2011: 22. The Age of Innocence

“On a January evening of the early seventies, Christine Nilsson was singing in Faust in New York.”

The Age of Innocence, Edith Wharton

        I love this book.  I love Wharton, any way (except, ugh, Ethan Frome), - to me, she does everything Henry James is trying to do in terms of capturing emotional currents in a restricted society, but manages to do it English (maybe because she was able to express her feelings without a layer of complicated repressed homosexuality on top? or maybe she just had a clearer way with the English language).  And this is my favorite of her two great novels, because it’s emotionally true to the times, and doesn’t have a fake happy ending, but it isn’t so damn heartbreaking you want to kill yourself (I’m looking at you, House of Mirth).  Even the title is so great - who is the innocent, here, anyway? Not May, no matter what Archer thinks - in the end, isn’t it him - who thinks that he can somehow escape the world he lives in?  The characters are all so real, and each sympathetic in their own way.  And I adore Mrs. Manson Mingott - I’m a sucker for old ladies who know the score.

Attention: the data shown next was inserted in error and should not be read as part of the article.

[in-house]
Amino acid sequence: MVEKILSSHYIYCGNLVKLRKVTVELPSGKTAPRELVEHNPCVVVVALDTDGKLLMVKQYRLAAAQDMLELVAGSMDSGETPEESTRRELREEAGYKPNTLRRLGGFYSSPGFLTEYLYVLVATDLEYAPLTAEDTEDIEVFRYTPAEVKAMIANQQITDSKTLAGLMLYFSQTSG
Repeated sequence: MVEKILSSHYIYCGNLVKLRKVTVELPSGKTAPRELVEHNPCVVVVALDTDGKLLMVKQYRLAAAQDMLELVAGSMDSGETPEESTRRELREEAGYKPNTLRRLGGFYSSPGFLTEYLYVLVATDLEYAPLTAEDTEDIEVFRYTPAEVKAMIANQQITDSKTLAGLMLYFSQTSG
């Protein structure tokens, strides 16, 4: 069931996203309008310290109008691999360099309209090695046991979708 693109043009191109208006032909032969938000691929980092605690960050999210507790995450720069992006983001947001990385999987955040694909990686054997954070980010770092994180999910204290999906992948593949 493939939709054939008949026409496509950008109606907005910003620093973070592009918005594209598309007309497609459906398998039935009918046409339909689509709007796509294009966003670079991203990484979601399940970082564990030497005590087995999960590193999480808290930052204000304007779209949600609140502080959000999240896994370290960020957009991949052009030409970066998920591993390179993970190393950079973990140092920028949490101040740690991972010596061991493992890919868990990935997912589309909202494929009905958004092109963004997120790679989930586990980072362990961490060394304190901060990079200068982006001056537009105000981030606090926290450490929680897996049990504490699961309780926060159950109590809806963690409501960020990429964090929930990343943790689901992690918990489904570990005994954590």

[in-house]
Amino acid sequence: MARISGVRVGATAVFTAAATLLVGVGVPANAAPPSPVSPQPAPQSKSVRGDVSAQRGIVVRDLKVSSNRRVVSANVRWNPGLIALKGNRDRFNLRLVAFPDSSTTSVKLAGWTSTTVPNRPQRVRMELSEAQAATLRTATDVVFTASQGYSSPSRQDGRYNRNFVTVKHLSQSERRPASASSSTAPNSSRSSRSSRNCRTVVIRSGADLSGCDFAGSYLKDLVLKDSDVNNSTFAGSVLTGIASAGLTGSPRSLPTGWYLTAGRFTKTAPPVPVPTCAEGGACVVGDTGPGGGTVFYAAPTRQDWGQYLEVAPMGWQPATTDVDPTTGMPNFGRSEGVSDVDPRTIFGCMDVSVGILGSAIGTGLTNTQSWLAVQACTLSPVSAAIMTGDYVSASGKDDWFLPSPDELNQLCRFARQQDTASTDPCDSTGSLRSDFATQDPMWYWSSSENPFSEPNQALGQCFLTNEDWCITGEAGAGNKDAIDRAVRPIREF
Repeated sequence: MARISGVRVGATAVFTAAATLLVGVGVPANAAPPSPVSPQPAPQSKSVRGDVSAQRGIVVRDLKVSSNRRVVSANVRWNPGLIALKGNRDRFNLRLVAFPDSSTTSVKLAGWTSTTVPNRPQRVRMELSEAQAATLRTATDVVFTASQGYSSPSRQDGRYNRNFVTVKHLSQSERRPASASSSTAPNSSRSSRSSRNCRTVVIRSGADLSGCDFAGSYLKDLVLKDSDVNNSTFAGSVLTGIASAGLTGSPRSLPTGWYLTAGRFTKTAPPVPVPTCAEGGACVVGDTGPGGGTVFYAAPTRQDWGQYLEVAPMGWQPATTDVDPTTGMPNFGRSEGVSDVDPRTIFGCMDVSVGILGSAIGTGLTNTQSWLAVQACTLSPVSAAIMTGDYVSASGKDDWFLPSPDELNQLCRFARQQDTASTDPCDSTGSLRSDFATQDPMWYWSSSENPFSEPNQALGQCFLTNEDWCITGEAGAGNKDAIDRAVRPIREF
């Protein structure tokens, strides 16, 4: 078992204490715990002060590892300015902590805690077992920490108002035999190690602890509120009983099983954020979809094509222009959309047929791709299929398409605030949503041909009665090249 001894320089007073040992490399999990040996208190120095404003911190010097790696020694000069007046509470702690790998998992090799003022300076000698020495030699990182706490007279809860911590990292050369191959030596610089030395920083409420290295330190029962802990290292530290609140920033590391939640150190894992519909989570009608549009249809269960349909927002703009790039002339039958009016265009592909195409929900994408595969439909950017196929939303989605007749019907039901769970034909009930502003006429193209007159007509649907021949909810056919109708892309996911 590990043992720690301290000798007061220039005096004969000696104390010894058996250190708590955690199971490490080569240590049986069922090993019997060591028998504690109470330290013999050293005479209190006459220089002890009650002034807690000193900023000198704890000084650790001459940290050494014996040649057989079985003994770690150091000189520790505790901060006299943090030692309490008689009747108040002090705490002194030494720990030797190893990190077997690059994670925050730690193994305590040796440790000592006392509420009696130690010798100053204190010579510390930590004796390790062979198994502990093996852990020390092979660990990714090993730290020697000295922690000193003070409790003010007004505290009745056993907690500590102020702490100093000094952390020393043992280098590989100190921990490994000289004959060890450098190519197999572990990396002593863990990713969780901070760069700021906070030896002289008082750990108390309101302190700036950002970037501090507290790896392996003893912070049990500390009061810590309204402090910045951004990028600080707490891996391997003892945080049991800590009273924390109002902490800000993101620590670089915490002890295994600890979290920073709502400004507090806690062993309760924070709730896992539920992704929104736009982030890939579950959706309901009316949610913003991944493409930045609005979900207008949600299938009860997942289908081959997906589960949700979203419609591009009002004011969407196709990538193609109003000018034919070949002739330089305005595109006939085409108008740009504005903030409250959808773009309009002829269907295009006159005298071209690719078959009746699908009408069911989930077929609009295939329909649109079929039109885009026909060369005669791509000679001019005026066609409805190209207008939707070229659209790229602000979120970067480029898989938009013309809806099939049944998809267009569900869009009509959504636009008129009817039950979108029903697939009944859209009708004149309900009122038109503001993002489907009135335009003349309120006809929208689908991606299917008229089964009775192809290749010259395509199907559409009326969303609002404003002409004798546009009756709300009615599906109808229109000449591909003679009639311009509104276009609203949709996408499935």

Finally, to expand upon the theme of my last post, this is a great novel written by a woman, that is about a male character, without abandoning femininity, per se.  Which is not to say that a man couldn’t have written The Age of Innocence, or that men can’t write emotionally expansive and realistic characters, but to me, where Under the Net, felt like a woman writing like a man to the extent that it seemed to deny her femaleness (especially in the portrayal of female characters), Wharton is just a person writing about other people, male and female.  A great, great book.

Categories:  Fiction, Modern Library Top 100, Re-Read

© Carrie Dunsmore 2017